Devil Remains in the Detail after NYC Teacher Contract Announcement

For months we have been urging the administration to solve the problem of the ATR pool in a way that will keep ineffective teachers out of the classroom. We have not yet seen the fine print, and while we're optimistic that the administration heeded our call, we will remain vigilant in ensuring that no child will be forced to suffer an ineffective teacher.

We have long supported merit pay for teachers, making it easier to remove ineffective teachers, and not only increasing the number of charter schools, but emulating those practices in district schools. There are some signs that the administration has recognized the efficacy of signature proposals of the education reform movement. If true, it's very encouraging. However, the devil's in the details and in the execution so we will be watching closely.


  • The City is saying that an arbitrator may make a decision to terminate based upon two write ups from principals -- but they don't have to. So, this could represent an improvement if there was an arbitrator who wanted to remove low performing teachers. If the arbitrator does not want to remove low performing teachers - as has historically been the case - then this represents no real change.

  • The law right now sets a high standard of misconduct for a teacher to be terminated -- is the City going to change that standard in the law, or will this collective bargaining agreement override the law? It's hard to believe that two days of observations could lead to the termination of a tenured teacher.

  • We will know if this is real based on what Mike Mulgrew says to ATR teachers -- if he tells them, "We will fight for you and will not allow these two write-ups to cause you to unfairly lose your job" then this policy will not adequately protect children from ineffective teachers.

"Hard to Staff School Differential"

  • If every existing teacher in a "hard to staff" school gets a $5,000 bonus, then you're incentivizing all of those teachers -- regardless of their effectiveness -- to remain. Presumably a school that is "hard to staff" is also low-performing. That means that you're incentivizing an ineffective team to remain stable.

  • The big question is -- does a teacher need to be rated effective or highly effective in order to get this bonus? If the children continue to perform poorly, will the bonuses no longer continue? If that is not the case, then these bonuses are just a giveaway to the adults and will not produce results for children.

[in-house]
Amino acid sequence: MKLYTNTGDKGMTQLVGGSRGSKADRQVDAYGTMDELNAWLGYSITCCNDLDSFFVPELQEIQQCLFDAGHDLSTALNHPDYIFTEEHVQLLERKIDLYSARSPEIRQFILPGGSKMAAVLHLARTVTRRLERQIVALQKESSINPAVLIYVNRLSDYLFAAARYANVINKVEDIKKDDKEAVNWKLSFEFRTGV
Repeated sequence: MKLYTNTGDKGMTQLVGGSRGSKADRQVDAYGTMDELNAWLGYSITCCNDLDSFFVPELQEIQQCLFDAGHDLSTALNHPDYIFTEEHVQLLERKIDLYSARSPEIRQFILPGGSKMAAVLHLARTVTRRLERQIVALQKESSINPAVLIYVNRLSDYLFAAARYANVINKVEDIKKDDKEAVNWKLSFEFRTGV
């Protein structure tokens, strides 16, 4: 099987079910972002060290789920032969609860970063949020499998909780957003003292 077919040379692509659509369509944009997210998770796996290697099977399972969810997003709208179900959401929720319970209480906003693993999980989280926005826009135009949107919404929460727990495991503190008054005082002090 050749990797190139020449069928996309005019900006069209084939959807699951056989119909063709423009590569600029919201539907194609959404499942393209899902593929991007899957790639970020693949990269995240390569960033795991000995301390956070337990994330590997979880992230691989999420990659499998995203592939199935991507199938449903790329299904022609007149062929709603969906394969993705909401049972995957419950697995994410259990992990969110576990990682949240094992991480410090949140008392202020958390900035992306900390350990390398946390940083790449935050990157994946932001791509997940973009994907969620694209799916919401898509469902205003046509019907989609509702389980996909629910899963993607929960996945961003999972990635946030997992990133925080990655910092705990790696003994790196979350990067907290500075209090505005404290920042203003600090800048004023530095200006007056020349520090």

"Reward the Best Teachers and Keep them in the Classroom":

  • The City could have taken this a step further and could have eliminated steps and lanes for all teachers. Right now, if a teacher attains extra degrees, which research shows has no impact on student outcomes, then they can get salary increases. It remains to be seen whether changes to steps and lanes will be made.

PROSE Schools:

The levels of freedom and accountability will make all the difference here.

  • It's great that the district wants to emulate practices of charter schools, but it remains to be seen just how much autonomy the school principal will have and just what provisions of the teachers contract the school can choose to ignore. Can a school choose to increase class size as a way to afford art class?

  • The central compact with charters is that they get more freedom in exchange for more accountability -- will there be any change to the accountability of these schools?

Re-programming the school day:

  • While increased time for professional development and parent engagement are good things, we're disappointed that there will be a reduction in instructional time of 37.5 minutes per day for children. The trend nationally has been to extend instructional time, not reduce it. How will the City ensure that struggling students get additional support?

  • If the Tuesday block does not get filled with parent appointments, does the principal have the freedom to assign that teacher to a co-planning period or to tutor struggling students 1:1?

"Fire Teachers Who Behave Inappropriately"

  • By adding additional criteria, the City is not actually making it easier to terminate teachers who've engaged in misconduct. Teachers who have engaged in misconduct according to the current criteria are not able to be removed easily. Adding more criteria will not change this process.

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